๐Ÿ˜ขโšพ St. Louis Loses its Baseball Bard: Renowned Reporter Rick Hummel Checks Out at 77

TL;DR; ๐Ÿ’ก
St. Louis bids farewell to Rick Hummel, the venerated baseball writer who redefined sports journalism for the St. Louis Cardinals and Major League Baseball over five decades. Hummel, lovingly referred to as “The Commish”, passed away peacefully in his sleep after a brief illness. Always sporting a quirky hat and never misquoting, Hummel’s presence on and off the field will be greatly missed.

๐Ÿ“ฐ Story Time, Folks! ๐Ÿ“š

Can you remember a time when baseball wasn’t just about the runs and home runs, but about the legends scribbling away in the press box, immortalizing every pitch and swing? Those were the days, my friends, and one of those legend-makers was Rick Hummel, the baseball writer who had the Major League Baseball scene all wrapped up for five decades.

Nicknamed “The Commish,” not for any dictatorial tendencies but for the football board game he ran with his pals, Hummel was a larger-than-life figure in the baseball realm. So widespread was his fame that even the baseball Commissioners Rob Manfred and Bud Selig embraced his endearing nickname. Bet you didn’t see that coming, huh? ๐Ÿ•ต๏ธโ€โ™‚๏ธ

Now, let’s rewind. Born in 1946 in Quincy, Illinois, Hummel got his start in journalism right after his stint in the U.S. Army, covering baseball for the Colorado Springs Free Press/Sun. He then landed a gig with the Post-Dispatch in 1971 and there was no looking back from there.

During his career, Hummel covered everything from World Series championships to legendary home run chases, always with his unique brand of storytelling. Remember that epic Mark McGwire-Sammy Sosa home run chase of ’98? Hummel was the maestro weaving that tale.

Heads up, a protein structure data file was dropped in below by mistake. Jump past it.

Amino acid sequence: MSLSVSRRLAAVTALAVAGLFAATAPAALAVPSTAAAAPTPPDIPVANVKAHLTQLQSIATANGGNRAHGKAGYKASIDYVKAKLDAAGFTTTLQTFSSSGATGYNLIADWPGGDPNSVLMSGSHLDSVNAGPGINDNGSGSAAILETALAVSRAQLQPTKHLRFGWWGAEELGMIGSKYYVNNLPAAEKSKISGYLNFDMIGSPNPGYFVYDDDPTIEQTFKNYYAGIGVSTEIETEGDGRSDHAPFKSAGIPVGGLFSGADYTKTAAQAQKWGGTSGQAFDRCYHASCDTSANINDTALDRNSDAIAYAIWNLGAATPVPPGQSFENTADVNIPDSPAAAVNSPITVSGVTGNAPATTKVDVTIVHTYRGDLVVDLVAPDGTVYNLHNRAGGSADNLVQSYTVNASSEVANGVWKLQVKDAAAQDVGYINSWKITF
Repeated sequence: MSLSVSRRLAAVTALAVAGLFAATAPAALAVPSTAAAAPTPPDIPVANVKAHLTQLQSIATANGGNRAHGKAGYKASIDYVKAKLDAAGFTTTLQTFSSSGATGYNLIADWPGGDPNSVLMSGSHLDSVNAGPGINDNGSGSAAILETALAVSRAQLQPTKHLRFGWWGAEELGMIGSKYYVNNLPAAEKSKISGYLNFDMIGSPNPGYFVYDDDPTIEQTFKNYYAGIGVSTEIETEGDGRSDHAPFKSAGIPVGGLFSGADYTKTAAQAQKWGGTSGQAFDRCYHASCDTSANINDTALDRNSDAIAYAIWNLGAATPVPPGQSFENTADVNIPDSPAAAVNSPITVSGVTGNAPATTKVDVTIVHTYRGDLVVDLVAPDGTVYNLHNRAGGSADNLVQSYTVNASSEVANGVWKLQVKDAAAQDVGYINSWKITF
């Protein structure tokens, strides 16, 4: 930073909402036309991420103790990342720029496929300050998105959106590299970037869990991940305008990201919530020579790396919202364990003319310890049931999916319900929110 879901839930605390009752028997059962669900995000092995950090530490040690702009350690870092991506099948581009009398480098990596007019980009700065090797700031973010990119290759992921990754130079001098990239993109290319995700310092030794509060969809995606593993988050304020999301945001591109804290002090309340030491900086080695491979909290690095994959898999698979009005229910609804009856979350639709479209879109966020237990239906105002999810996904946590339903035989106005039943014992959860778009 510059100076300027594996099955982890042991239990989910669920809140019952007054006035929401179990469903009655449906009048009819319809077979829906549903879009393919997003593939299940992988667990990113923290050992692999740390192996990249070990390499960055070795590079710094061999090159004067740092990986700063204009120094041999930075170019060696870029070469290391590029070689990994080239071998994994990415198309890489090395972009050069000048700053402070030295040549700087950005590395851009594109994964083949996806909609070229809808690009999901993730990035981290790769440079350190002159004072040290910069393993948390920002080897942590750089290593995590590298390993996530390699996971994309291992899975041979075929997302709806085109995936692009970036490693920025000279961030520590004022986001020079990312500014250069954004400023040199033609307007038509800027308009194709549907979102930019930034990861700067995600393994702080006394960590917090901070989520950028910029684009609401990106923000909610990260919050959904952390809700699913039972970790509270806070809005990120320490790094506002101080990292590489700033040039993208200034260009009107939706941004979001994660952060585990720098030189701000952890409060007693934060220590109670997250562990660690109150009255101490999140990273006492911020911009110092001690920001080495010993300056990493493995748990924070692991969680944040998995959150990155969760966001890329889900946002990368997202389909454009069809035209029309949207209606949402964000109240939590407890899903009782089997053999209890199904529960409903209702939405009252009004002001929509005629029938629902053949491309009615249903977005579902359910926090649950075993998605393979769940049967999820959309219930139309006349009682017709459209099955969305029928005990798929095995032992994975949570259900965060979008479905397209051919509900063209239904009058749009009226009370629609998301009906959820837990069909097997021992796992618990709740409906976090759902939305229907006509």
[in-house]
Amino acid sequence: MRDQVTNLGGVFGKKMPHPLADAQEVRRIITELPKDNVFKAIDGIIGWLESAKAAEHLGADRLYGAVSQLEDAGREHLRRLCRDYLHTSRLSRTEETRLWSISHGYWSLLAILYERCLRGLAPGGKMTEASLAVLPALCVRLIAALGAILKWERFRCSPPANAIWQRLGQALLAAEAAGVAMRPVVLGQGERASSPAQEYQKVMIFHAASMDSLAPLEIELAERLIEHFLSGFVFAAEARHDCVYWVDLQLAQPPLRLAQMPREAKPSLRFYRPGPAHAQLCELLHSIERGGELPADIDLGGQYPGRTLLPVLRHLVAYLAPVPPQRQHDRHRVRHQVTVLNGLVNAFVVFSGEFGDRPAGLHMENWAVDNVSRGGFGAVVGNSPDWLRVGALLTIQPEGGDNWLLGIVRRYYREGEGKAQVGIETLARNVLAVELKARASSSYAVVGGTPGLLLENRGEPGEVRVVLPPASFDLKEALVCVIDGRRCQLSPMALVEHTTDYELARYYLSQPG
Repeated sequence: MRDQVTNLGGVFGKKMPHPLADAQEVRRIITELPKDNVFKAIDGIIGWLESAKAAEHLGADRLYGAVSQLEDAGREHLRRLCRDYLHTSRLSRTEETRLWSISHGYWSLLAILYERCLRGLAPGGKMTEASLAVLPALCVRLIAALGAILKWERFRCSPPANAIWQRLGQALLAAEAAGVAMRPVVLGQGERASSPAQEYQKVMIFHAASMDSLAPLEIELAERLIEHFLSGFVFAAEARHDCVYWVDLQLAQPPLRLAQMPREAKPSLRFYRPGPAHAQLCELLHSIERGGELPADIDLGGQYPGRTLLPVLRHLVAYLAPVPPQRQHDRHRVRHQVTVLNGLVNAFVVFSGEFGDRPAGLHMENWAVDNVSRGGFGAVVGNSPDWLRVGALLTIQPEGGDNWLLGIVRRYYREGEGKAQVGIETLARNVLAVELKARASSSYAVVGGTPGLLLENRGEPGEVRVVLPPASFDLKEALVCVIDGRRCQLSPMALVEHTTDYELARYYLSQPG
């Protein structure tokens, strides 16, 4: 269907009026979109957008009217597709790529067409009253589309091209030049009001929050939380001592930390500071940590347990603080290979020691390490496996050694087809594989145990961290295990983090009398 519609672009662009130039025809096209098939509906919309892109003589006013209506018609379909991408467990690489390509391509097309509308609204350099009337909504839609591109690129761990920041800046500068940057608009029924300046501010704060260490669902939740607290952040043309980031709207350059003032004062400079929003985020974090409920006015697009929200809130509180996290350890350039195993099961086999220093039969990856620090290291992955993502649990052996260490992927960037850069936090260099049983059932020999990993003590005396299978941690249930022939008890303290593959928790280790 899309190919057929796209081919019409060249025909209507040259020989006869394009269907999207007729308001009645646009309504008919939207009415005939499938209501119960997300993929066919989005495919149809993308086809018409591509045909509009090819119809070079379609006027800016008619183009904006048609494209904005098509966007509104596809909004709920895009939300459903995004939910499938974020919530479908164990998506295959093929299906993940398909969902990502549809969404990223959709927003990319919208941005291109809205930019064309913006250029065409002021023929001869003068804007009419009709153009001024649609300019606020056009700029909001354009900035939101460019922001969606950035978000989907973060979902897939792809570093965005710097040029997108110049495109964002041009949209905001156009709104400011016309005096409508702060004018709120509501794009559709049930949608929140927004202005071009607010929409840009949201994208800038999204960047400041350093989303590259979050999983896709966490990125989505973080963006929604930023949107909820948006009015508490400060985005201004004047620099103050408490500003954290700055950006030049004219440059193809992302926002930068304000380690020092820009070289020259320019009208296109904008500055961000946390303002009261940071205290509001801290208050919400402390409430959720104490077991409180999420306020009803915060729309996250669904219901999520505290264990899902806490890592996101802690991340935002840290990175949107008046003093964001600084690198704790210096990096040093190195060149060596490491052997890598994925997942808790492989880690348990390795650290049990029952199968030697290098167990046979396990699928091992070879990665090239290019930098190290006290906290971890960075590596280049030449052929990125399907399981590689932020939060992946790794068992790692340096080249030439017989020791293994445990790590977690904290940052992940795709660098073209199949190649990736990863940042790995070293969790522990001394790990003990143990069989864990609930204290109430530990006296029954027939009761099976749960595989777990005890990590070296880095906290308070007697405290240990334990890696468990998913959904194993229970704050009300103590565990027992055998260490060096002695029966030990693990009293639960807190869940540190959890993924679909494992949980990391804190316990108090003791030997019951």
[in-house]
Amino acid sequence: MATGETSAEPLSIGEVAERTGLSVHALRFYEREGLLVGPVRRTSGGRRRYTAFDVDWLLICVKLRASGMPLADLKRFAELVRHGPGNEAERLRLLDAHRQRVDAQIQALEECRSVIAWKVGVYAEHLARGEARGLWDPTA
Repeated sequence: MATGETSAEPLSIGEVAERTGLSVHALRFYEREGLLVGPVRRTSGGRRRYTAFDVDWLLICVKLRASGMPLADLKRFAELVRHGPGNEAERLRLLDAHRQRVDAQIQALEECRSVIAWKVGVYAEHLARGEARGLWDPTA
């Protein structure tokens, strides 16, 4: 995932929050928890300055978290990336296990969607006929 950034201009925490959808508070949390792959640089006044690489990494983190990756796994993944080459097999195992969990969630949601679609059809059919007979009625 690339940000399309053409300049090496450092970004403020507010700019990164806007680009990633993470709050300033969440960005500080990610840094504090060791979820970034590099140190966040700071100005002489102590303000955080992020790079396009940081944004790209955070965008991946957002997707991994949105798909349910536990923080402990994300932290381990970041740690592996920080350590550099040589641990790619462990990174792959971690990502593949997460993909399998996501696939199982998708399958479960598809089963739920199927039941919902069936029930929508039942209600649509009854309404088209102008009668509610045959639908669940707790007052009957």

As the 2006 winner of the Hall of Fameโ€™s J.G. Taylor Spink Award for outstanding contributions to baseball writing and a four-time Missouri Sportswriter of the Year, Hummel leaves behind a legacy that is nothing short of extraordinary. But, let’s not forget that amidst all these accolades, he was still a guy who rocked mismatched pants and made players and fans alike smile. Talk about living life on your own terms! ๐Ÿ…๐Ÿ˜Ž

Ever wondered how youโ€™d handle the transition from typewriters to tweets? Hummel said he was “dragged into the 21st century kicking and screaming.” But hey, who needs 280 characters when you’ve got a knack for crafting memorable narratives, right?

His love for the game and his profession also led him to author several books, one of them with Tom Seaver and Bob Nightengale, adding another feather to his already crowded cap.

But as we raise our hats (hopefully not as goofy as Hummel’s) to honor this baseball journalism legend, we’re left with a question. In a digital age where tweets and soundbites often overshadow in-depth reporting, will we ever see another Hummel? Will the lore and legend of the game continue to find a voice amidst the cacophony of hot takes and 24/7 news cycles? ๐Ÿค”

Disclaimer: This article is a factual recounting of events and is not intended to provide investment or any other form of advice.